What you want to do is actually reduce the dynamic range.

    For a simple example, a sunset, the sky is very bright, and foreground not so bright.

    A high contrast shot becomes a low contrast dull image, a low contrast shot, becomes a high contrast vibrant image. When the whole range of the image is used from black to white.


    For a vibrant image, what you want in the simple sunset example is to have the dMin of the sky at X, and the dMax of the sky at Y, while in the foreground you also want' to have the dMin at X and dMax at Y, instead of X-Z and Y-Z etc.


    I've discussed a transition lens type setup between lens and film with several people, you can make one for a LF camera simply from a sheet of film, develop the sheet out, then weak bleach and then fix, and repeat, you want a few stops left, perhaps 1.0d or 1.3d, then you want a rehal bleach with chloride, to make a chloride emulsion in the dark, wash well, fix another sheet without processing, and wash well, stick that sheet against the emulsion side of the other sheet, in the dark, dry and take out in the light.

    In theory it should act like a silver chloride transition lens, and 'reset itself' in the dark, so you can insert it into a slot in a LF camera, and start pre-exposing it. Though you may not want to pre-expose it at the same focus as you're going to shoot. Depends... testing required!

    Of course the mask will be formed upon mostly from the UV and blue spectrum which may be a problem in several scenarios..


    edit: forgot to mention, you will need a copper source to go along with that new emulsion, or it wont work iirc. You could wash it in very dilute copper sulphate, or copper chloride perhaps before sealing it. Or use a copper bleach to begin with.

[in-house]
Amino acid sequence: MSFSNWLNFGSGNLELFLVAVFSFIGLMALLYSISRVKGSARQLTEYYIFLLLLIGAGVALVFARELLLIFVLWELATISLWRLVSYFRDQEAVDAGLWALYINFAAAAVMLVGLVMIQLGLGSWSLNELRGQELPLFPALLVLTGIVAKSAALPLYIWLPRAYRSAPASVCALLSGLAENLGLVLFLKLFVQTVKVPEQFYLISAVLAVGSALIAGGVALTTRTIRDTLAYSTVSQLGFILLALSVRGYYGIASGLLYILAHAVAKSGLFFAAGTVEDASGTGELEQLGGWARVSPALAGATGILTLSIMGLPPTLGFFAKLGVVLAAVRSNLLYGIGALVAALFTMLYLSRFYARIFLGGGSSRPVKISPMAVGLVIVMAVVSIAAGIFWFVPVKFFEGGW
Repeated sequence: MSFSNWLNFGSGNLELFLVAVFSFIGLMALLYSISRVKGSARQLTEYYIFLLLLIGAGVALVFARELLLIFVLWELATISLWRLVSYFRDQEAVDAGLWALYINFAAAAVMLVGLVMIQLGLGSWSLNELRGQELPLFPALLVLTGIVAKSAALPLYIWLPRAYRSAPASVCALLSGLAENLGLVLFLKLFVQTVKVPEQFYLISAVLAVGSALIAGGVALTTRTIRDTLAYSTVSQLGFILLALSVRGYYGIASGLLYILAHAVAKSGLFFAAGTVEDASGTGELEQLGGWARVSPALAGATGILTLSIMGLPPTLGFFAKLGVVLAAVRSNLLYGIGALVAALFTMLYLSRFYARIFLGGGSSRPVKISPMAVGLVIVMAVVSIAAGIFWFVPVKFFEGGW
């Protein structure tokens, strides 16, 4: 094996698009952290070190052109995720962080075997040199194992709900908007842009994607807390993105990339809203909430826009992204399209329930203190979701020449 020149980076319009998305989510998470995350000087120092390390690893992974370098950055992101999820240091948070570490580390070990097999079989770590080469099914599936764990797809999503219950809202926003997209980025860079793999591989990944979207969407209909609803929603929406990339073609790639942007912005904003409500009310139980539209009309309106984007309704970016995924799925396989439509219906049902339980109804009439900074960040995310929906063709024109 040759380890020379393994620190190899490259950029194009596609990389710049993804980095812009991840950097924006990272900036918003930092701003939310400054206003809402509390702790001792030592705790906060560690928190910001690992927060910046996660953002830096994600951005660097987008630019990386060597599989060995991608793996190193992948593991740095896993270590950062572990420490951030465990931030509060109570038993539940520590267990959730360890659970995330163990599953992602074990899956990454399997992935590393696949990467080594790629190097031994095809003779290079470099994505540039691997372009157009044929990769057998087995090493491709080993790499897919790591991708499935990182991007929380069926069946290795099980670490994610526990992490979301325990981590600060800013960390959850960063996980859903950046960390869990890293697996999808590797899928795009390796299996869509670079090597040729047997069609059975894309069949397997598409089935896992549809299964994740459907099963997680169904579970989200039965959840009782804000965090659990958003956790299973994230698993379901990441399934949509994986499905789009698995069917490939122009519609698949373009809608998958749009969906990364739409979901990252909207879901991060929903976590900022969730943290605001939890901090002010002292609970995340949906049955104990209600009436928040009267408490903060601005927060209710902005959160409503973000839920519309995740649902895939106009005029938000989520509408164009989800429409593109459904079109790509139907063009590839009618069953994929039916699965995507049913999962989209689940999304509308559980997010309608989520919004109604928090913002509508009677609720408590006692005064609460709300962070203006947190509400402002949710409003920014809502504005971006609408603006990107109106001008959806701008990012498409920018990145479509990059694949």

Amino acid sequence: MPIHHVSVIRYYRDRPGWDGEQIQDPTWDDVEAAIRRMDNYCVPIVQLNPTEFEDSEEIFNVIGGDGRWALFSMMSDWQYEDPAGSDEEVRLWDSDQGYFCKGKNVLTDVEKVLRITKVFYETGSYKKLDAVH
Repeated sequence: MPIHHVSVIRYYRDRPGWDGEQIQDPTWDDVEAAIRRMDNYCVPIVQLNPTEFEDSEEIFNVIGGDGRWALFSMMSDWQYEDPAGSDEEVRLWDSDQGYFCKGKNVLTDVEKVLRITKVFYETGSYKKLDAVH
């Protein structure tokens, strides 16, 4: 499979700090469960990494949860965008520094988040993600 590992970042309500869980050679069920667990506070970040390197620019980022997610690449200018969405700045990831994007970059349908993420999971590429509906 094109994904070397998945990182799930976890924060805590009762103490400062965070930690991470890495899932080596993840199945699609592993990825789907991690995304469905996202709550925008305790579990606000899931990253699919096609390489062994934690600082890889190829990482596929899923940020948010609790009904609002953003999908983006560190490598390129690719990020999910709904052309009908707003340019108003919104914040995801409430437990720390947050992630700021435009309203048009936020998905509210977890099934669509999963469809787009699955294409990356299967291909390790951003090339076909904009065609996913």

Placing a light-formed mask right against the film will make a very defined mask, I do not think that will work how you want it to. What you need is a more general mask.

    For example, if you shoot a test chart.. black and white line pairs, a defined mask will just make the entire thing grey. You'll just lower adjacent contrast, not normalise large continguous areas. It needs to be more out of focus for that. Placing it further up the path might do that.
     
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  18. polyglot

    polyglot Member

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    For it to work in-camera, you'd need a really-fast printing-out effect. Which I think it pushing it a bit, to get anywhere near the densities you'd need with normal exposures, you need a development step.

    OTOH I have considered an auto-GND filter (applicable only to digital+tripod though); take a shot and have it rendered blurred in greyscale on a low-res LCD filter (bonus polarising effect) in front of your lens, then take the real shot.
     
  19. markbarendt

    markbarendt Subscriber

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    I didnt explain my reasoning for the stacking and order well above.

    My thought is that you need a material with differing sensitivity thresholds to do what you want Keith.

    That was the thinking behind using a slower film behind a faster film.

    The Delta 100 in my example would theoretically be somewhere around three to five (or 7, I don't know) stops behind the HP5 (two for the rating plus whatever amount the HP5 acts like a neutral density filter).

    Once the threshold was reached the reversed Delta would in the end mask just the mid to low end of the HP5 curve and do it at a predictable rate.

    It would not be unlimited and require longer enlarger times.
     
  20. BetterSense

    BetterSense Member